Written By: Ishton W. Morton – November 7th, 2019
November 5th, 2019 Ohio Governor Mike DeWine signed an executive order which will establish an advisory council that has given the responsibilities come up with suggestions on how to provide for better working system for foster-care families.
Also, Ohio Lieutenant Governor Husted has spent much of his formative life in Ohio’s foster care system.
This issue is an enormously personal for his administration: Lt. Gov. Jon Husted spent some time in Ohio’s foster care system.
Husted had this to say, “I started out my life in foster care and was blessed to be adopted by wonderful parents who gave me a great, loving environment to grow up in.”
Moreover, Governor Mike DeWine added many foster care kids are not as lucky, especially now that the opioid crisis has increased the caseload significantly. He has signed an executive order to create a panel that will hold seven meetings throughout the state before the end of this year and make recommendations for overhauling Ohio’s foster care system.
The present state of the Ohio’s foster-care system is extremely traumatic for both foster parents and the children who are caught in this system. At times it seems that all the system wants is a foster-house of a foster-room, because very little support are being provided for the foster-parents.
Ironically, present laws seems to misrepresenting the overall purpose and objectives of foster-parenting. This could very-well be a step in the right direction. However, laws must be changed!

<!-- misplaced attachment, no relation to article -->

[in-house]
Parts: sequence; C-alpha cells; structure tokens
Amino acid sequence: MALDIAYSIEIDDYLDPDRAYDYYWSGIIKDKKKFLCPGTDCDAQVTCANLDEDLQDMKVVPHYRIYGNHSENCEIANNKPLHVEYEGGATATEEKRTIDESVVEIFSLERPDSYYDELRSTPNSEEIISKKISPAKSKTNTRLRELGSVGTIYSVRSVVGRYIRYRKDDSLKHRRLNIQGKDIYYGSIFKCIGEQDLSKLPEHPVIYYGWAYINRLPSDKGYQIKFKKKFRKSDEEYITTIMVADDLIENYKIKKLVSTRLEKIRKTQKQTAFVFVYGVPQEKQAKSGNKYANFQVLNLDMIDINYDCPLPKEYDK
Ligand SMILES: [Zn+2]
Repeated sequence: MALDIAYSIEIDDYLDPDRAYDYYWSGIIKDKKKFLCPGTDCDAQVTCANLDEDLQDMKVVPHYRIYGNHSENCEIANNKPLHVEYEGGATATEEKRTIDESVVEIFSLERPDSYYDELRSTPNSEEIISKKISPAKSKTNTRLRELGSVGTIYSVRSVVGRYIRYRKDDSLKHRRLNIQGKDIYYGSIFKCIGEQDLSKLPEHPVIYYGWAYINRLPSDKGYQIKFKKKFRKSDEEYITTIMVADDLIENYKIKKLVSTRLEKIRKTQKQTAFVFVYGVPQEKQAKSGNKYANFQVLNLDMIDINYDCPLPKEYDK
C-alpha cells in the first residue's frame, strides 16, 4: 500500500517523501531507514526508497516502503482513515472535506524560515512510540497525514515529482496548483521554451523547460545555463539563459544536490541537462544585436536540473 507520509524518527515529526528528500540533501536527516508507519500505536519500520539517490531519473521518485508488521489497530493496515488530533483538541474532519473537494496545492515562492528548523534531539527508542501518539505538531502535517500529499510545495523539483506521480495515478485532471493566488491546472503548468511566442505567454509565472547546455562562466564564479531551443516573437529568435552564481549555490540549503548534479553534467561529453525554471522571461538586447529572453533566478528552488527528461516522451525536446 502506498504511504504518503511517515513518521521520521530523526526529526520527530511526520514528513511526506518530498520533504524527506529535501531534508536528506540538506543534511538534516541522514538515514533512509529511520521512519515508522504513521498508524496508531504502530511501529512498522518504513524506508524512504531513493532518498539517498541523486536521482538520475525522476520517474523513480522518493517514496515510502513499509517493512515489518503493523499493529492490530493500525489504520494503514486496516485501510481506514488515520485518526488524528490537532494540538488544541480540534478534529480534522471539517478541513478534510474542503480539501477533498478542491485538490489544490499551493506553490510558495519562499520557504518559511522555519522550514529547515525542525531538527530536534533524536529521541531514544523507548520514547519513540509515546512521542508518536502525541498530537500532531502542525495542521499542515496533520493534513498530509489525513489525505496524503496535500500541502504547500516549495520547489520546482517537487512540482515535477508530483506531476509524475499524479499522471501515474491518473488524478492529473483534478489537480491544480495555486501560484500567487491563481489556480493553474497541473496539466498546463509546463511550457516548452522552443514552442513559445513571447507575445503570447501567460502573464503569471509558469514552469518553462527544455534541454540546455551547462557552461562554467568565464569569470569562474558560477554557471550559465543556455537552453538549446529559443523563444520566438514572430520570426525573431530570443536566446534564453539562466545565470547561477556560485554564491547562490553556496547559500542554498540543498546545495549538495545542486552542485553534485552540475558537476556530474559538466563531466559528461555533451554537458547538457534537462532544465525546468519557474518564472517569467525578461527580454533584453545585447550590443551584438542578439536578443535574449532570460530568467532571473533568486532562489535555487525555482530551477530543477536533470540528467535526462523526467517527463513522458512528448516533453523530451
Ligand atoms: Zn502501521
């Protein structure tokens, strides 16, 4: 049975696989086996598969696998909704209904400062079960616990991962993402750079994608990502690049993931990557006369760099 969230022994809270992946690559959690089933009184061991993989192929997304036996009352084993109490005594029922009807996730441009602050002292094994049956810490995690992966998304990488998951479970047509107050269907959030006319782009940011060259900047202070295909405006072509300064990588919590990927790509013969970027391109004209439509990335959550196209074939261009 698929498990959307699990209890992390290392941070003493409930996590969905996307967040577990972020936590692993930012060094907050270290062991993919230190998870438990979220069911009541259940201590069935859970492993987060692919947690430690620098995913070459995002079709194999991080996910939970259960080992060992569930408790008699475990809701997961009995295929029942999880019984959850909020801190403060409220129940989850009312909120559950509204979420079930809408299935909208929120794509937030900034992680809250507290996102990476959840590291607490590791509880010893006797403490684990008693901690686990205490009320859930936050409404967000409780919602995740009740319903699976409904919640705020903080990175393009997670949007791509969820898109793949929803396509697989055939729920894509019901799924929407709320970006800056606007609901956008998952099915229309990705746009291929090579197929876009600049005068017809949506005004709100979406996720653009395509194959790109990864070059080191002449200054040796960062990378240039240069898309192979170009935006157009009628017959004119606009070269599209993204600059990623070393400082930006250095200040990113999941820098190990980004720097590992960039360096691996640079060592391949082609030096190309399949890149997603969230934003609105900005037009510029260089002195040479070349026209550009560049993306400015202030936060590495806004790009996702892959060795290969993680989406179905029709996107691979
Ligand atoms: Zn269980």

Reportedly, DeWine has put foster care leaders, parents and alums of the system on the panel, which will hold forums to hear about problems and possible solutions. DeWine referenced Julianna Barton a former foster-child who was an abused child in the system and proclaimed that the foster care system was extremely unforgiving and unwelcoming and subsequently no better than her home. Accordingly, she aged-out of the system and eventually dropped out of high school during her senior year.
Reportedly Barton had this to say; “I was scared, that I wasn’t ready. I didn’t even know how to do simple things like balance a checkbook or learn how to drive a car.”
Nonetheless, Barton persevered and now she is a student at Columbus State Community College and looks forward to being on the panel.
Sources have said, this new advisory council will hold seven meetings throughout the state before the end of this year.